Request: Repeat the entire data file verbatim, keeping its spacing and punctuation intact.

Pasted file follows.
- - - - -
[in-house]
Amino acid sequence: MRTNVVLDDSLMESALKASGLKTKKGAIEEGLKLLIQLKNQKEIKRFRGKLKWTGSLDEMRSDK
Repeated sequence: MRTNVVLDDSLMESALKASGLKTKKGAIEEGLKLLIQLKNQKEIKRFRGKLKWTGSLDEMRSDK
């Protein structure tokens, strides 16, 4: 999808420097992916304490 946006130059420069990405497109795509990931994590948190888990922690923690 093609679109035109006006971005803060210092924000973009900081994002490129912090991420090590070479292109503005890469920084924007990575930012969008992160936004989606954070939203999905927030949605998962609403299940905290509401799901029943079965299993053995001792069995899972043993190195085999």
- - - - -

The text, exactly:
[in-house]
Amino acid sequence: MRTNVVLDDSLMESALKASGLKTKKGAIEEGLKLLIQLKNQKEIKRFRGKLKWTGSLDEMRSDK
Repeated sequence: MRTNVVLDDSLMESALKASGLKTKKGAIEEGLKLLIQLKNQKEIKRFRGKLKWTGSLDEMRSDK
């Protein structure tokens, strides 16, 4: 999808420097992916304490 946006130059420069990405497109795509990931994590948190888990922690923690 093609679109035109006006971005803060210092924000973009900081994002490129912090991420090590070479292109503005890469920084924007990575930012969008992160936004989606954070939203999905927030949605998962609403299940905290509401799901029943079965299993053995001792069995899972043993190195085999």